Martin Hoerling, a National Oceanic and Atmospheric Administration meteorologist, argues that the freak March heat wave which most climate scientists are attributing to global warming is something to be celebrated. In an interview with the Associated Press, Hoerling said that the record-shattering warmth was a “darn good outcome”:
Why wouldn’t we embrace it as a darn good outcome? This was not the wicked wind of the east. This was the good wind of the south.
The record warmth has already led to pervasive drought in Colorado, an early wildfire season across much of the country, a record-breaking onslaught of pollen. The heat has fueled an early and destructive tornado season and crippled ski areas and maple-syrup producers.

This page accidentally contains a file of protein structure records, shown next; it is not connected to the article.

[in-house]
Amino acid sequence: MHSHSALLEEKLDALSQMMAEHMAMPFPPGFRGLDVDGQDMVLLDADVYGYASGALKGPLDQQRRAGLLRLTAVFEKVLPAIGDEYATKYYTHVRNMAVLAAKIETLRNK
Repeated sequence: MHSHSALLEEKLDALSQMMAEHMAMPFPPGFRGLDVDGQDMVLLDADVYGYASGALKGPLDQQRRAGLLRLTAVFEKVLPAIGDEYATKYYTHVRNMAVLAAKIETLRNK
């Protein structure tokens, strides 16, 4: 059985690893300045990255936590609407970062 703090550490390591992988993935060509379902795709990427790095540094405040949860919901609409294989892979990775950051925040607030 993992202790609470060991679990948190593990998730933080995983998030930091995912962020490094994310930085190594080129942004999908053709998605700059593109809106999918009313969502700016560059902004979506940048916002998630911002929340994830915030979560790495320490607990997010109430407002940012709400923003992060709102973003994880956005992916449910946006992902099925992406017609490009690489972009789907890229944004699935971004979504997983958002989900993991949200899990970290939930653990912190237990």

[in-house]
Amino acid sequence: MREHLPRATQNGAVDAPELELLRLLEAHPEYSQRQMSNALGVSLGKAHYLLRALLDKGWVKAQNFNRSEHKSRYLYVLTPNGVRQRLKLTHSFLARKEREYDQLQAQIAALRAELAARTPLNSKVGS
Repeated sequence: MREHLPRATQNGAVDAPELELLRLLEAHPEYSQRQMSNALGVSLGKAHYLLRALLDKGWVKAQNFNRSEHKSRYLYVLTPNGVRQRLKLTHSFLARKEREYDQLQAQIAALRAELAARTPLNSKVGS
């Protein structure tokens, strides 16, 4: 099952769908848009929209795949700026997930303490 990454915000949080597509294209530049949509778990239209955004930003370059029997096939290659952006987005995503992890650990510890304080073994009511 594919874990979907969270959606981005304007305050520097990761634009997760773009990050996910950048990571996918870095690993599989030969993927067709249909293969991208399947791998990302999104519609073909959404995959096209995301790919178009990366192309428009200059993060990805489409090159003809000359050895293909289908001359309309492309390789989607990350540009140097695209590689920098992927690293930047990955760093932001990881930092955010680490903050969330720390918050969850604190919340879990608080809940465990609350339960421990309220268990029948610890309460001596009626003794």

Hoerling’s sentiment was shared by President Barack Obama, who said “we really have enjoyed the nice weather” even though it makes him “a little nervous.”
Hoerling says that global warming was “certainly a minor factor” in causing the March madness.
Hoerling — who clearly accepts that man-made global warming is making weather hotter and more extreme — has published several non-peer-reviewed reports as the lead of NOAA’s Climate Scene Investigators that claim global warming did not influence recent catastrophic extremes, such as the 2009–2010 Snowmageddon, the 2010 Russian heat wave, and the 2011 tornado outbreak. Hoerling’s team did conclude, however, that “human-caused global warming was a factor in the Midwest flooding disaster” of 2008. Hoerling’s method of ascribing attribution to global warming relies primarily on statistical analysis of weather records. His method can miss phenomena that occur because of non-linear changes in the climate system, such as how the decline in Arctic sea ice caused by global warming is influencing large-scale circulation patterns.
In a peer-reviewed work, Hoerling did find that the increasing frequency of Mediterranean droughts is caused by global warming.